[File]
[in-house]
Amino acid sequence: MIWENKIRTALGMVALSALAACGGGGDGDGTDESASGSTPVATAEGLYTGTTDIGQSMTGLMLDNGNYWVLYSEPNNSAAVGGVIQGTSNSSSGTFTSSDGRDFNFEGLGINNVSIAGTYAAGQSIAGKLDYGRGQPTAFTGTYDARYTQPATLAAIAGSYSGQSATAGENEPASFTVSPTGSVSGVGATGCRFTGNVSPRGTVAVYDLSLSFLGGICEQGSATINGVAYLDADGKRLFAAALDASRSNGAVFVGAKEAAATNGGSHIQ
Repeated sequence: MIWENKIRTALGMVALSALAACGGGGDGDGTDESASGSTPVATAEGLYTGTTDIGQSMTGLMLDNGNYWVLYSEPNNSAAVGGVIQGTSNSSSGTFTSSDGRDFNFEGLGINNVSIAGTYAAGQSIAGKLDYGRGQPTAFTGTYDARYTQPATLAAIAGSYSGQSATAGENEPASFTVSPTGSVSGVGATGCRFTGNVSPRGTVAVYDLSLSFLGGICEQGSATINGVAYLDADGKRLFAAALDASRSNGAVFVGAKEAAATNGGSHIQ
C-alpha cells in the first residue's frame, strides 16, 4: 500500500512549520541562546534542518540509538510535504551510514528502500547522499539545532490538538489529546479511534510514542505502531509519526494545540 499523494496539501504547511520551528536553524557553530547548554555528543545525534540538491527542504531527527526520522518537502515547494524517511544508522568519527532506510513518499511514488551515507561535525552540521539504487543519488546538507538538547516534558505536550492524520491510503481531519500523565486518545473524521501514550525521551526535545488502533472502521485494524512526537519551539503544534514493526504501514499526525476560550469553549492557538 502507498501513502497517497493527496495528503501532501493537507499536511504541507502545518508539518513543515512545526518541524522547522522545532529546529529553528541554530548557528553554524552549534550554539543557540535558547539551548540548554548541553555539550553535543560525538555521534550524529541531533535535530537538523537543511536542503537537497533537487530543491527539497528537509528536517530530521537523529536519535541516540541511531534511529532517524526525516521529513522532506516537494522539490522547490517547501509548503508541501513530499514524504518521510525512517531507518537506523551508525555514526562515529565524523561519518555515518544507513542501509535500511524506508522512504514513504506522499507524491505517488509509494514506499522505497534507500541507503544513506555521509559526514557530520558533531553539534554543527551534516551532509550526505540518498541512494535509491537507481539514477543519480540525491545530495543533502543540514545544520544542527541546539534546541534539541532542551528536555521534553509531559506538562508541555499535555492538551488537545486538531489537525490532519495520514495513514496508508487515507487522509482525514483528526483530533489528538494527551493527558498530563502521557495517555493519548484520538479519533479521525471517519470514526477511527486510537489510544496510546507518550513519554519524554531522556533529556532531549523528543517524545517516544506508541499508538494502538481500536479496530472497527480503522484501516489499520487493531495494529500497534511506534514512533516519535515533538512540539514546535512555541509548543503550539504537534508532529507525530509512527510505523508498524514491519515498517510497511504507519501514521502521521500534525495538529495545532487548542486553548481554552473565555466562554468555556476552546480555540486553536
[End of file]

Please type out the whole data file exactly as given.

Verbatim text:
[in-house]
Amino acid sequence: MIWENKIRTALGMVALSALAACGGGGDGDGTDESASGSTPVATAEGLYTGTTDIGQSMTGLMLDNGNYWVLYSEPNNSAAVGGVIQGTSNSSSGTFTSSDGRDFNFEGLGINNVSIAGTYAAGQSIAGKLDYGRGQPTAFTGTYDARYTQPATLAAIAGSYSGQSATAGENEPASFTVSPTGSVSGVGATGCRFTGNVSPRGTVAVYDLSLSFLGGICEQGSATINGVAYLDADGKRLFAAALDASRSNGAVFVGAKEAAATNGGSHIQ
Repeated sequence: MIWENKIRTALGMVALSALAACGGGGDGDGTDESASGSTPVATAEGLYTGTTDIGQSMTGLMLDNGNYWVLYSEPNNSAAVGGVIQGTSNSSSGTFTSSDGRDFNFEGLGINNVSIAGTYAAGQSIAGKLDYGRGQPTAFTGTYDARYTQPATLAAIAGSYSGQSATAGENEPASFTVSPTGSVSGVGATGCRFTGNVSPRGTVAVYDLSLSFLGGICEQGSATINGVAYLDADGKRLFAAALDASRSNGAVFVGAKEAAATNGGSHIQ
C-alpha cells in the first residue's frame, strides 16, 4: 500500500512549520541562546534542518540509538510535504551510514528502500547522499539545532490538538489529546479511534510514542505502531509519526494545540 499523494496539501504547511520551528536553524557553530547548554555528543545525534540538491527542504531527527526520522518537502515547494524517511544508522568519527532506510513518499511514488551515507561535525552540521539504487543519488546538507538538547516534558505536550492524520491510503481531519500523565486518545473524521501514550525521551526535545488502533472502521485494524512526537519551539503544534514493526504501514499526525476560550469553549492557538 502507498501513502497517497493527496495528503501532501493537507499536511504541507502545518508539518513543515512545526518541524522547522522545532529546529529553528541554530548557528553554524552549534550554539543557540535558547539551548540548554548541553555539550553535543560525538555521534550524529541531533535535530537538523537543511536542503537537497533537487530543491527539497528537509528536517530530521537523529536519535541516540541511531534511529532517524526525516521529513522532506516537494522539490522547490517547501509548503508541501513530499514524504518521510525512517531507518537506523551508525555514526562515529565524523561519518555515518544507513542501509535500511524506508522512504514513504506522499507524491505517488509509494514506499522505497534507500541507503544513506555521509559526514557530520558533531553539534554543527551534516551532509550526505540518498541512494535509491537507481539514477543519480540525491545530495543533502543540514545544520544542527541546539534546541534539541532542551528536555521534553509531559506538562508541555499535555492538551488537545486538531489537525490532519495520514495513514496508508487515507487522509482525514483528526483530533489528538494527551493527558498530563502521557495517555493519548484520538479519533479521525471517519470514526477511527486510537489510544496510546507518550513519554519524554531522556533529556532531549523528543517524545517516544506508541499508538494502538481500536479496530472497527480503522484501516489499520487493531495494529500497534511506534514512533516519535515533538512540539514546535512555541509548543503550539504537534508532529507525530509512527510505523508498524514491519515498517510497511504507519501514521502521521500534525495538529495545532487548542486553548481554552473565555466562554468555556476552546480555540486553536